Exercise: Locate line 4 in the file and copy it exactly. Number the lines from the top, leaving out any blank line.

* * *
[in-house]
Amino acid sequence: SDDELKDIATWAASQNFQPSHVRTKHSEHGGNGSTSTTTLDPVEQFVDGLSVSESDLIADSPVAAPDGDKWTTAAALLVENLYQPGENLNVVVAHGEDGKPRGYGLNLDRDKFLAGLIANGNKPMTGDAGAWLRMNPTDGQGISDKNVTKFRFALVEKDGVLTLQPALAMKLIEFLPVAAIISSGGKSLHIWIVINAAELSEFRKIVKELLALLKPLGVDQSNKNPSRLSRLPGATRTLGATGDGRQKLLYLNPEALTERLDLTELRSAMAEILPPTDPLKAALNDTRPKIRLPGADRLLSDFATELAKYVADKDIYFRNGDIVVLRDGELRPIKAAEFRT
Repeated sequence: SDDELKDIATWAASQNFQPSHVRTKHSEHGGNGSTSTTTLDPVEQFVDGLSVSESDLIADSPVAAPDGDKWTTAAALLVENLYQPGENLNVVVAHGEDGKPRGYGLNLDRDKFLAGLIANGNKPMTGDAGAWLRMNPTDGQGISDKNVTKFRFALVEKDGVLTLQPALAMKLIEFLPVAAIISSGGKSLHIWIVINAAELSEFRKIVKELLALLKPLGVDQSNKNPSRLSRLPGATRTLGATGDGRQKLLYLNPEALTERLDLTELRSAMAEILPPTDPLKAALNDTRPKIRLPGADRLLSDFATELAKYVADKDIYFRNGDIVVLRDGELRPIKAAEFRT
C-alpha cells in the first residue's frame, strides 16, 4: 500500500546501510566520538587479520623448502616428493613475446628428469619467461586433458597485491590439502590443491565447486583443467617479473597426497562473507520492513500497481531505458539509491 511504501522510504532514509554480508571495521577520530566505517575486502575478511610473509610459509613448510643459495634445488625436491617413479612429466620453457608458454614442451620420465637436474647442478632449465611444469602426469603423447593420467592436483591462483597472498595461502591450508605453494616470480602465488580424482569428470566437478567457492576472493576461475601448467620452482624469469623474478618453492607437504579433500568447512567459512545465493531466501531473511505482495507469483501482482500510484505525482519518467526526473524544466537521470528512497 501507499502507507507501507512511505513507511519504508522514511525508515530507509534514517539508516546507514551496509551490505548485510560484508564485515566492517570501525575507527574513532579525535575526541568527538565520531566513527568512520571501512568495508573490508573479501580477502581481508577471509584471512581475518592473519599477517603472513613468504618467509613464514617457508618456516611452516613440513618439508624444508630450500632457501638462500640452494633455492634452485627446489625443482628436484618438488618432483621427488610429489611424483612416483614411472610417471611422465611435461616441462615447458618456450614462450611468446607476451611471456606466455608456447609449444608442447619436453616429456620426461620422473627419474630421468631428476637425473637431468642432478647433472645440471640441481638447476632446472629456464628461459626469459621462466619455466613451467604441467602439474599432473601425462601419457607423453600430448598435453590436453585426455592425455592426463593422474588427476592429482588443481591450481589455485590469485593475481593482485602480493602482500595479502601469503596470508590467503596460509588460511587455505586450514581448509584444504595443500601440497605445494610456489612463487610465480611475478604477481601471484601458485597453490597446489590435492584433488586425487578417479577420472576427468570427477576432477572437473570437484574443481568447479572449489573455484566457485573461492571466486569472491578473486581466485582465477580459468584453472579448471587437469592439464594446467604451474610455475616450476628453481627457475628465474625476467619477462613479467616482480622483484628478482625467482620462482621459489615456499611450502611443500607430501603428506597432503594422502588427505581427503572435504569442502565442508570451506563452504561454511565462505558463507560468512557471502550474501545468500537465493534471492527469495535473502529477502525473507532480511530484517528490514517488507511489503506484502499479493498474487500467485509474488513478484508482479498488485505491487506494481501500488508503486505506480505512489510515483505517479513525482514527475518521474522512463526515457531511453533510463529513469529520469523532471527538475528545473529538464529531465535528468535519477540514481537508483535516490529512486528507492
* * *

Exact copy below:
C-alpha cells in the first residue's frame, strides 16, 4: 500500500546501510566520538587479520623448502616428493613475446628428469619467461586433458597485491590439502590443491565447486583443467617479473597426497562473507520492513500497481531505458539509491 511504501522510504532514509554480508571495521577520530566505517575486502575478511610473509610459509613448510643459495634445488625436491617413479612429466620453457608458454614442451620420465637436474647442478632449465611444469602426469603423447593420467592436483591462483597472498595461502591450508605453494616470480602465488580424482569428470566437478567457492576472493576461475601448467620452482624469469623474478618453492607437504579433500568447512567459512545465493531466501531473511505482495507469483501482482500510484505525482519518467526526473524544466537521470528512497 501507499502507507507501507512511505513507511519504508522514511525508515530507509534514517539508516546507514551496509551490505548485510560484508564485515566492517570501525575507527574513532579525535575526541568527538565520531566513527568512520571501512568495508573490508573479501580477502581481508577471509584471512581475518592473519599477517603472513613468504618467509613464514617457508618456516611452516613440513618439508624444508630450500632457501638462500640452494633455492634452485627446489625443482628436484618438488618432483621427488610429489611424483612416483614411472610417471611422465611435461616441462615447458618456450614462450611468446607476451611471456606466455608456447609449444608442447619436453616429456620426461620422473627419474630421468631428476637425473637431468642432478647433472645440471640441481638447476632446472629456464628461459626469459621462466619455466613451467604441467602439474599432473601425462601419457607423453600430448598435453590436453585426455592425455592426463593422474588427476592429482588443481591450481589455485590469485593475481593482485602480493602482500595479502601469503596470508590467503596460509588460511587455505586450514581448509584444504595443500601440497605445494610456489612463487610465480611475478604477481601471484601458485597453490597446489590435492584433488586425487578417479577420472576427468570427477576432477572437473570437484574443481568447479572449489573455484566457485573461492571466486569472491578473486581466485582465477580459468584453472579448471587437469592439464594446467604451474610455475616450476628453481627457475628465474625476467619477462613479467616482480622483484628478482625467482620462482621459489615456499611450502611443500607430501603428506597432503594422502588427505581427503572435504569442502565442508570451506563452504561454511565462505558463507560468512557471502550474501545468500537465493534471492527469495535473502529477502525473507532480511530484517528490514517488507511489503506484502499479493498474487500467485509474488513478484508482479498488485505491487506494481501500488508503486505506480505512489510515483505517479513525482514527475518521474522512463526515457531511453533510463529513469529520469523532471527538475528545473529538464529531465535528468535519477540514481537508483535516490529512486528507492